The ending of the Sox-Braves game was antithetical to that. It was bureaucratic baseball. No thanks.

Let me be clear: I’m totally in favor of the pitch clock. Its time has come. With games going on forever, the game could not go on as it was. MLB’s average time of game last season was 3:06. It hasn’t been under three hours since the Fried Chicken and Beer Red Sox collapsed their way out of the postseason field in 2011 (2:56).

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That feels like eons ago. In 1973, the average game time was 2:30 and as recently as 2003 it was 2:49.

No one likes to go to a restaurant and endure sluggish service. That was MLB, pre-pitch clock. You were always waiting too long to dig in to your metaphorical meal.

But now MLB feels like the restaurant that seats you and rushes you through the meal to get you out the door as quickly as possible, not letting you feast on the tasty morsels or digest them.

MLB must balance brevity with competitive integrity; sacrificing the latter for the former harms, not helps, entertainment value.

These rules were in place in the minors last season with even less leeway; the pitch clock was 14 seconds and 18 with runners on base (19 in Triple A). But we all know the majors aren’t the minors. Countless players who succeeded in Triple A couldn’t duplicate that performance in the majors.

The same could be true of timing rules.

There should be no pitch-clock-violation strikeouts for batters on the first two-strike offense. A warning should be issued. Do it a second time and then you’re out on a violation K. If the batter isn’t ready with eight seconds and a pitch is thrown for a strike, too bad. You’re out. If it’s a ball, it doesn’t count.

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That’s an easy fix, and it won’t slow down the game, because if a batter tries to stall thinking he gets one freebie, and he gets “quick-pitched,” he’s out. They won’t risk it.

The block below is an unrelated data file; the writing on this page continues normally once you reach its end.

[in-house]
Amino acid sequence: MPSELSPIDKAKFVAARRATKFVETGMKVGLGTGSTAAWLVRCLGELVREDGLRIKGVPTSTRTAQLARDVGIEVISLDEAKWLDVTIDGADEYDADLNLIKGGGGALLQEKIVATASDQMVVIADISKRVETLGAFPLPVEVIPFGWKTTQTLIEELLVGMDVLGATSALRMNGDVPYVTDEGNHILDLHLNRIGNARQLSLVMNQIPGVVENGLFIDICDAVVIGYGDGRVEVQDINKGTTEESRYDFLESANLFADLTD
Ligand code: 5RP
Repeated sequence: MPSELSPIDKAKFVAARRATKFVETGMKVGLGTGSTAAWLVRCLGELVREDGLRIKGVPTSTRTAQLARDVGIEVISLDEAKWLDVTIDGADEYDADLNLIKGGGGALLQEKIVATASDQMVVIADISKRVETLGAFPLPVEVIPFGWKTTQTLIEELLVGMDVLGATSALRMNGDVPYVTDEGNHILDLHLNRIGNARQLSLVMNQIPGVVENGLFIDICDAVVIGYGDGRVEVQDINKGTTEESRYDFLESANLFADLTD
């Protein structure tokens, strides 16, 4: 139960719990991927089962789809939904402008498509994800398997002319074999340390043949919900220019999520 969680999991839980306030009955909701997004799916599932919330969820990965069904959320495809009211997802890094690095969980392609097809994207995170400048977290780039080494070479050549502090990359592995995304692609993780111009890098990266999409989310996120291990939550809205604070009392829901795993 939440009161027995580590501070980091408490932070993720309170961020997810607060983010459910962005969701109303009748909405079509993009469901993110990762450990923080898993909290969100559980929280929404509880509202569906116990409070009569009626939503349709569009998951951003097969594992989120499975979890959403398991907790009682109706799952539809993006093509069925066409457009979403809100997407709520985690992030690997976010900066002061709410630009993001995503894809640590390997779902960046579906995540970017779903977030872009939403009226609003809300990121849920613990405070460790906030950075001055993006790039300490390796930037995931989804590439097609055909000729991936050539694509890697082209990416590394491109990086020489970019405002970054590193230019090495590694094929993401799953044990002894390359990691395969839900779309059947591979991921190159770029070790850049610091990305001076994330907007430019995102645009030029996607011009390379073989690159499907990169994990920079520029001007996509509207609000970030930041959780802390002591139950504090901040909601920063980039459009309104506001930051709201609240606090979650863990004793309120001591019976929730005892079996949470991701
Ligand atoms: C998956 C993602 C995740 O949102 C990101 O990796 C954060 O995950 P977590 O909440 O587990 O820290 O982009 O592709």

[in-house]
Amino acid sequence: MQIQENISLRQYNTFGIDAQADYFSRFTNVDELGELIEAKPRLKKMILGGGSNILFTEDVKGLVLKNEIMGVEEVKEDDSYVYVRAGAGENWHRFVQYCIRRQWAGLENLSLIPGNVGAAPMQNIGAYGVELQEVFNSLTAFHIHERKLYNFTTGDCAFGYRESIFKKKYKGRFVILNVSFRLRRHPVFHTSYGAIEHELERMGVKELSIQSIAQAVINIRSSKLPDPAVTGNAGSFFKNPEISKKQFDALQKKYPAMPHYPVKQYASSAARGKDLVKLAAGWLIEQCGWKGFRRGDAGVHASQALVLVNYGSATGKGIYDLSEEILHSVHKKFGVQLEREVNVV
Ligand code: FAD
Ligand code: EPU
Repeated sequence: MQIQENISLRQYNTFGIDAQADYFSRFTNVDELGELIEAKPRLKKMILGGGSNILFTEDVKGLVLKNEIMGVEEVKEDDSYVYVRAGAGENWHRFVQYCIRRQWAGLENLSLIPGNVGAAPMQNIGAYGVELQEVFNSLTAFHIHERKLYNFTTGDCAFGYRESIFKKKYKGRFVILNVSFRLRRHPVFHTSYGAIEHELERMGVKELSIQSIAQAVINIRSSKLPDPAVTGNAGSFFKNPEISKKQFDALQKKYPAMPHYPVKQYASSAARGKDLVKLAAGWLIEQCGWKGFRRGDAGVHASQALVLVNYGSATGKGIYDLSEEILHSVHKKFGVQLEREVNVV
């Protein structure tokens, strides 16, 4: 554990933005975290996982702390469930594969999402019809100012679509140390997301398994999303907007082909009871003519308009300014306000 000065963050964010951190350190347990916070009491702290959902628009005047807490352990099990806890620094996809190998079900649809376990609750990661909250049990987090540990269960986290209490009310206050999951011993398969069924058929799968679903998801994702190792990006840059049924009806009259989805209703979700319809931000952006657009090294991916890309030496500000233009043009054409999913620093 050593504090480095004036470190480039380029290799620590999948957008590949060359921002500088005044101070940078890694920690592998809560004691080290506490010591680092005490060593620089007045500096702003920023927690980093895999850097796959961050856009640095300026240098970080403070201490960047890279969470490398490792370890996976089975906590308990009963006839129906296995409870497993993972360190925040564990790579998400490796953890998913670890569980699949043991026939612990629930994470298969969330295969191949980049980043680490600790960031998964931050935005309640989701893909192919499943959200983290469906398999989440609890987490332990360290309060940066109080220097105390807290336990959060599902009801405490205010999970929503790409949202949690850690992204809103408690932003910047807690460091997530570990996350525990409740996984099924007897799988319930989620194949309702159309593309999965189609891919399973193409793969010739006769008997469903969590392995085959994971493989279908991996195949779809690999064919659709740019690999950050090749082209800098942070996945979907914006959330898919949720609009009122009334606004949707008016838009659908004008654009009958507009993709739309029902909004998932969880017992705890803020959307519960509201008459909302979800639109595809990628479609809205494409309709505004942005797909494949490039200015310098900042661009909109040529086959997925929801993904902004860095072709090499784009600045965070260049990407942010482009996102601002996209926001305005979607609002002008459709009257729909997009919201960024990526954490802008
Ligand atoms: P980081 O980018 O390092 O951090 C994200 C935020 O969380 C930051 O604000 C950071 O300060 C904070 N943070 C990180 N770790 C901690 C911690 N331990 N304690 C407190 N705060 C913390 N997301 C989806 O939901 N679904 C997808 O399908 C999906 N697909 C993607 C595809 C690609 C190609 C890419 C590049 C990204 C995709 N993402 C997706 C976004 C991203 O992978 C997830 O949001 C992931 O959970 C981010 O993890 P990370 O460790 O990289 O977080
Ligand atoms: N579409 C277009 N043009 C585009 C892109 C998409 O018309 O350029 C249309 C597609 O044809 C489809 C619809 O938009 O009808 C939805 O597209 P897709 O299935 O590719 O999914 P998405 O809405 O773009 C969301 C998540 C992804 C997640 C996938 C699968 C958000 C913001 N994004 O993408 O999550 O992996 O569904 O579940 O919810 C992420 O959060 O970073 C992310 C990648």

The other issue with these rules is that batters are at an inherent disadvantage. They can’t trigger play, and they have less margin for error. Pitchers get four balls. Batters get only three strikes. Baseball used to steal time, now it’s stealing at-bats.

As the Globe’s Alex Spier pointed out, pitch-clock violations decreased in the minors from 1.73 per game in Week 2 to 0.73 in Week 5. By season’s end, the average was 0.41 per game.

Kenley Jansen and other Red Sox pitchers have been trying to get the hang of the pitch clock.Jim Davis/Globe Staff

Players will adjust, but so should MLB to prevent the clock from going from speeding up games — as of Monday the average time of game for spring training contests was down 23 minutes to a tidy 2:38 — to possibly dictating the outcome of them.

No one wants that. We can get faster games and get home faster the way Red Sox manager Alex Cora wants without perverting the product.

Baseball was overdue to have not just a scorekeeper but a timekeeper too. But while the game picks up speed, maybe we need to slow down a second to make sure the implementation of the pitch clock isn’t hasty and full of unwanted side effects.


Christopher L. Gasper is a Globe columnist. He can be reached at christopher.gasper@globe.com. Follow him @cgasper and on Instagram @cgaspersports.